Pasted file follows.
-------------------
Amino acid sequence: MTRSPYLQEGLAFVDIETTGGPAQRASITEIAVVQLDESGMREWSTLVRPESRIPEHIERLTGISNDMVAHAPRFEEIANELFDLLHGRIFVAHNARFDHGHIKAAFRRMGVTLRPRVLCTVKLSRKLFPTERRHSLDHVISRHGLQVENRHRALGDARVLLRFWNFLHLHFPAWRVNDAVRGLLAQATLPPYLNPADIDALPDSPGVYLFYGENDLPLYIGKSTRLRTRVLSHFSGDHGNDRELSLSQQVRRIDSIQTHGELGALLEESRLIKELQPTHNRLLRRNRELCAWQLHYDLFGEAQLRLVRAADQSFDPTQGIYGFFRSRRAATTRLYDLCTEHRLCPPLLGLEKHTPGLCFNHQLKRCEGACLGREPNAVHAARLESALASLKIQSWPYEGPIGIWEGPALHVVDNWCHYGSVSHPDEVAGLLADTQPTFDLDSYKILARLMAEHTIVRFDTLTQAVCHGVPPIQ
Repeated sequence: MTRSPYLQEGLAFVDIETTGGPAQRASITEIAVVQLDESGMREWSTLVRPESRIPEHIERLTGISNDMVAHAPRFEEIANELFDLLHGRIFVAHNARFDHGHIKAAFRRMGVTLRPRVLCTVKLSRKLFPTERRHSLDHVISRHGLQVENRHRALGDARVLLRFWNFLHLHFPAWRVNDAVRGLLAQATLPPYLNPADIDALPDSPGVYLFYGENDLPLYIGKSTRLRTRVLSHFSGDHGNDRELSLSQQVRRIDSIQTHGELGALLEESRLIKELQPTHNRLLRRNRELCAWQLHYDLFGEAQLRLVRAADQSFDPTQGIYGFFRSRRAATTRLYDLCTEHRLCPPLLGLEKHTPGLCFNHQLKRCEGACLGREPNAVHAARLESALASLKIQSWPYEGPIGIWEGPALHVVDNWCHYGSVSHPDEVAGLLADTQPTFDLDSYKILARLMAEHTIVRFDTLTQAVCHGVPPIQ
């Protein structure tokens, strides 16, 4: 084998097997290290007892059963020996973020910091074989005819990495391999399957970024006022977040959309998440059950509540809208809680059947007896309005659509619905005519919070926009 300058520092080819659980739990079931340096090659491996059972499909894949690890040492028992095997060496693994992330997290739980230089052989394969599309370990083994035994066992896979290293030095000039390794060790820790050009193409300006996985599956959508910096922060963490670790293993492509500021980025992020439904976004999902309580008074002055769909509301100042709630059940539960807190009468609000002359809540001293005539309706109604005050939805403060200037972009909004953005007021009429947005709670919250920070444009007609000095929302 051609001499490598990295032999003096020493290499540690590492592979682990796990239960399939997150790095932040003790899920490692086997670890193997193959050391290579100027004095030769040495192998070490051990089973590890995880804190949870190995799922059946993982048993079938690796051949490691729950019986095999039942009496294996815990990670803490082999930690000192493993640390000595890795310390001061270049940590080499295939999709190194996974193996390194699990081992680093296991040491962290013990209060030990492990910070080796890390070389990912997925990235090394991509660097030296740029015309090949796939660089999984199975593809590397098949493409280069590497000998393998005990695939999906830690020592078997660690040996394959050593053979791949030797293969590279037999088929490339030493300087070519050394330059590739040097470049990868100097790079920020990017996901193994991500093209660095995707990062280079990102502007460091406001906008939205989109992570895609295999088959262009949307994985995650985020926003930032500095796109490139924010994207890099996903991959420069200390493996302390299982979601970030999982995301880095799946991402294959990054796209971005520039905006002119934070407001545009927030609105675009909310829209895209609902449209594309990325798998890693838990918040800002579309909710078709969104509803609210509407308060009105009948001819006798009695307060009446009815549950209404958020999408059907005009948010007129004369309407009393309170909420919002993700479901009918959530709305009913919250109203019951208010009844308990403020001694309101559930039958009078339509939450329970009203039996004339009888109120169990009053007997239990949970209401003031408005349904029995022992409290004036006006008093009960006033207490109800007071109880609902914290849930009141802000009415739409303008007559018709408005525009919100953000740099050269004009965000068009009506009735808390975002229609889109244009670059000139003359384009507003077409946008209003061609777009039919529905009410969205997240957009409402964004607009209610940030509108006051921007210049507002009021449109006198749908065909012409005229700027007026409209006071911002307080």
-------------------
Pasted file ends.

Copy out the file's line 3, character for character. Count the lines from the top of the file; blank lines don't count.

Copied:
């Protein structure tokens, strides 16, 4: 084998097997290290007892059963020996973020910091074989005819990495391999399957970024006022977040959309998440059950509540809208809680059947007896309005659509619905005519919070926009 300058520092080819659980739990079931340096090659491996059972499909894949690890040492028992095997060496693994992330997290739980230089052989394969599309370990083994035994066992896979290293030095000039390794060790820790050009193409300006996985599956959508910096922060963490670790293993492509500021980025992020439904976004999902309580008074002055769909509301100042709630059940539960807190009468609000002359809540001293005539309706109604005050939805403060200037972009909004953005007021009429947005709670919250920070444009007609000095929302 051609001499490598990295032999003096020493290499540690590492592979682990796990239960399939997150790095932040003790899920490692086997670890193997193959050391290579100027004095030769040495192998070490051990089973590890995880804190949870190995799922059946993982048993079938690796051949490691729950019986095999039942009496294996815990990670803490082999930690000192493993640390000595890795310390001061270049940590080499295939999709190194996974193996390194699990081992680093296991040491962290013990209060030990492990910070080796890390070389990912997925990235090394991509660097030296740029015309090949796939660089999984199975593809590397098949493409280069590497000998393998005990695939999906830690020592078997660690040996394959050593053979791949030797293969590279037999088929490339030493300087070519050394330059590739040097470049990868100097790079920020990017996901193994991500093209660095995707990062280079990102502007460091406001906008939205989109992570895609295999088959262009949307994985995650985020926003930032500095796109490139924010994207890099996903991959420069200390493996302390299982979601970030999982995301880095799946991402294959990054796209971005520039905006002119934070407001545009927030609105675009909310829209895209609902449209594309990325798998890693838990918040800002579309909710078709969104509803609210509407308060009105009948001819006798009695307060009446009815549950209404958020999408059907005009948010007129004369309407009393309170909420919002993700479901009918959530709305009913919250109203019951208010009844308990403020001694309101559930039958009078339509939450329970009203039996004339009888109120169990009053007997239990949970209401003031408005349904029995022992409290004036006006008093009960006033207490109800007071109880609902914290849930009141802000009415739409303008007559018709408005525009919100953000740099050269004009965000068009009506009735808390975002229609889109244009670059000139003359384009507003077409946008209003061609777009039919529905009410969205997240957009409402964004607009209610940030509108006051921007210049507002009021449109006198749908065909012409005229700027007026409209006071911002307080």